US4256760A (en) * 1979-01-09 1981-03-17 Laboratorios Bago S.A. Methods of treating mammals suffering from inflammation and pain
US5908495A (en) 1993-08-05 1999-06-01 Nohr; Ronald Sinclair Ink for ink jet printers
US6060200A (en) 1993-08-05 2000-05-09 Kimberly-Clark Worldwide, Inc. Photo-erasable data processing forms and methods
US6066439A (en) 1993-08-05 2000-05-23 Kimberly-Clark Worldwide, Inc. Instrument for photoerasable marking
US5733693A (en) 1993-08-05 1998-03-31 Kimberly-Clark Worldwide, Inc. Method for improving the readability of data processing forms
US5773182A (en) 1993-08-05 1998-06-30 Kimberly-Clark Worldwide, Inc. Method of light stabilizing a colorant
US6120949A (en) 1993-08-05 2000-09-19 Kimberly-Clark Worldwide, Inc. Photoerasable paint and method for using photoerasable paint
US6211383B1 (en) 1993-08-05 2001-04-03 Kimberly-Clark Worldwide, Inc. Nohr-McDonald elimination reaction
US6017471A (en) 1993-08-05 2000-01-25 Kimberly-Clark Worldwide, Inc. Colorants and colorant modifiers
US5858586A (en) 1993-08-05 1999-01-12 Kimberly-Clark Corporation Digital information recording media and method of using same
US5865471A (en) 1993-08-05 1999-02-02 Kimberly-Clark Worldwide, Inc. Photo-erasable data processing forms
US6127073A (en) 1993-08-05 2000-10-03 Kimberly-Clark Worldwide, Inc. Method for concealing information and document for securely communicating concealed information
US6060223A (en) 1993-08-05 2000-05-09 Kimberly-Clark Worldwide, Inc. Plastic article for colored printing and method for printing on a colored plastic article
US6054256A (en) 1993-08-05 2000-04-25 Kimberly-Clark Worldwide, Inc. Method and apparatus for indicating ultraviolet light exposure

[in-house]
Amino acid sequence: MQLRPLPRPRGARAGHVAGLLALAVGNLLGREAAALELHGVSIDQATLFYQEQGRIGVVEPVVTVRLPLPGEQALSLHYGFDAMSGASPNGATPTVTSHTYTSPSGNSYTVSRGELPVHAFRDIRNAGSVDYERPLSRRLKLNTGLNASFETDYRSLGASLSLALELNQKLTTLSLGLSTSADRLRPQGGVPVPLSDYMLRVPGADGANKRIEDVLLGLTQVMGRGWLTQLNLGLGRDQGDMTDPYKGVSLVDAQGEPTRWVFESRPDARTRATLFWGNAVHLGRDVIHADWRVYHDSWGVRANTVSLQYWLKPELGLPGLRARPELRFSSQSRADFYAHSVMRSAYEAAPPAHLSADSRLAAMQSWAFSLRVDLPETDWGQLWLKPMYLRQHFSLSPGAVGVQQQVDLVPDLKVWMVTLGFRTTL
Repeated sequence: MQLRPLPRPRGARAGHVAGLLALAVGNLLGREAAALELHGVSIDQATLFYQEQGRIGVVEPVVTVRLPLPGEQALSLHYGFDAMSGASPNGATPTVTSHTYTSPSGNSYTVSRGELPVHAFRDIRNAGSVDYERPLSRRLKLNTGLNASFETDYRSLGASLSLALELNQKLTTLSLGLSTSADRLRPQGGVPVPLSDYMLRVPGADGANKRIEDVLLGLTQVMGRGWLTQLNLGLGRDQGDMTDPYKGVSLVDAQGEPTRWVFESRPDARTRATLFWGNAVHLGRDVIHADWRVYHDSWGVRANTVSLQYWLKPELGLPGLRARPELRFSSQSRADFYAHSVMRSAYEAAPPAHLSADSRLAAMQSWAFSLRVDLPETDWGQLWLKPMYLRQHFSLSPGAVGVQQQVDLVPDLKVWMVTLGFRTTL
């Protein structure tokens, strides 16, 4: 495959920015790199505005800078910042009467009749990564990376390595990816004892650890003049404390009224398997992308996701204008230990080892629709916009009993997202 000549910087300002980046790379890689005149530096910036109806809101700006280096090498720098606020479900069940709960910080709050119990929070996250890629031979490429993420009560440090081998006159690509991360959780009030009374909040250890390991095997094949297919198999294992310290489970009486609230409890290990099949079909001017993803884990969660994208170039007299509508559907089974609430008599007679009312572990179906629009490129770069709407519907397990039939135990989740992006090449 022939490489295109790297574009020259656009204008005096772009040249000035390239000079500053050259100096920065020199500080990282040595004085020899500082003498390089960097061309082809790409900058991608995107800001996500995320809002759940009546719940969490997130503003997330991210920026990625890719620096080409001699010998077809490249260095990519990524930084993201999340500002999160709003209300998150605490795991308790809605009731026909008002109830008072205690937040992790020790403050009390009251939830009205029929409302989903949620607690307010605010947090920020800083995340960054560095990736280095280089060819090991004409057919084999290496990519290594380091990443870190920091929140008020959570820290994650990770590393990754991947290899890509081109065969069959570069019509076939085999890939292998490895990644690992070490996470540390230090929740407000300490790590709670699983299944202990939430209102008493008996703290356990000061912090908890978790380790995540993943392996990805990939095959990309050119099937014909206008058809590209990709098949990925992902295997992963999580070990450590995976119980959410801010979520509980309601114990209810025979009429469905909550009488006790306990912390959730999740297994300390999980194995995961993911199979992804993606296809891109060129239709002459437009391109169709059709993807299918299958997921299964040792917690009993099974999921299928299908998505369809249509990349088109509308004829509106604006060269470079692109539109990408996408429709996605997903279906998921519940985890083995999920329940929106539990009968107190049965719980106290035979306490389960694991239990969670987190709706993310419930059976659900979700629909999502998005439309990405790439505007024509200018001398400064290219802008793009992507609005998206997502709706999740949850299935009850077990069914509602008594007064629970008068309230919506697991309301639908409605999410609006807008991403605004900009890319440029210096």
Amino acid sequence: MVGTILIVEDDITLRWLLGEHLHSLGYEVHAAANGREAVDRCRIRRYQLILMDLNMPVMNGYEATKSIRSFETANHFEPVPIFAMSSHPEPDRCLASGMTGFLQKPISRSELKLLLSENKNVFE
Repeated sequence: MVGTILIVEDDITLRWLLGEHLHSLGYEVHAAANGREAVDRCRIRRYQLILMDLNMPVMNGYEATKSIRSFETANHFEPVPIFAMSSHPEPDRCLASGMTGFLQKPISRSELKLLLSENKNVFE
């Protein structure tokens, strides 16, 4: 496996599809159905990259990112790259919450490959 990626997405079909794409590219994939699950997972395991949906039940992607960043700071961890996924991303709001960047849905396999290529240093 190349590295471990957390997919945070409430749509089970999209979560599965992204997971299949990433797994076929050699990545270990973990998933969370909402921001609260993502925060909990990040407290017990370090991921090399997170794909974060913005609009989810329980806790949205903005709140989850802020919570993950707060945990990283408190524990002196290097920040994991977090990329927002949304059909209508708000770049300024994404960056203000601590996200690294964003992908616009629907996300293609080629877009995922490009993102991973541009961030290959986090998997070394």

US6342305B1 (en) 1993-09-10 2002-01-29 Kimberly-Clark Corporation Colorants and colorant modifiers
US6071979A (en) 1994-06-30 2000-06-06 Kimberly-Clark Worldwide, Inc. Photoreactor composition method of generating a reactive species and applications therefor
US6090236A (en) 1994-06-30 2000-07-18 Kimberly-Clark Worldwide, Inc. Photocuring, articles made by photocuring, and compositions for use in photocuring
US5709955A (en) 1994-06-30 1998-01-20 Kimberly-Clark Corporation Adhesive composition curable upon exposure to radiation and applications therefor
US6242057B1 (en) 1994-06-30 2001-06-05 Kimberly-Clark Worldwide, Inc. Photoreactor composition and applications therefor
US6008268A (en) 1994-10-21 1999-12-28 Kimberly-Clark Worldwide, Inc. Photoreactor composition, method of generating a reactive species, and applications therefor
US6017661A (en) 1994-11-09 2000-01-25 Kimberly-Clark Corporation Temporary marking using photoerasable colorants
US6235095B1 (en) 1994-12-20 2001-05-22 Ronald Sinclair Nohr Ink for inkjet printers
US6063551A (en) 1995-06-05 2000-05-16 Kimberly-Clark Worldwide, Inc. Mutable dye composition and method of developing a color
US5837429A (en) 1995-06-05 1998-11-17 Kimberly-Clark Worldwide Pre-dyes, pre-dye compositions, and methods of developing a color
US5786132A (en) 1995-06-05 1998-07-28 Kimberly-Clark Corporation Pre-dyes, mutable dye compositions, and methods of developing a color
US5681380A (en) 1995-06-05 1997-10-28 Kimberly-Clark Worldwide, Inc. Ink for ink jet printers
US6033465A (en) 1995-06-28 2000-03-07 Kimberly-Clark Worldwide, Inc. Colorants and colorant modifiers
US5885337A (en) 1995-11-28 1999-03-23 Nohr; Ronald Sinclair Colorant stabilizers
US6168655B1 (en) 1995-11-28 2001-01-02 Kimberly-Clark Worldwide, Inc. Colorant stabilizers
US5782963A (en) 1996-03-29 1998-07-21 Kimberly-Clark Worldwide, Inc. Colorant stabilizers
US6168654B1 (en) 1996-03-29 2001-01-02 Kimberly-Clark Worldwide, Inc. Colorant stabilizers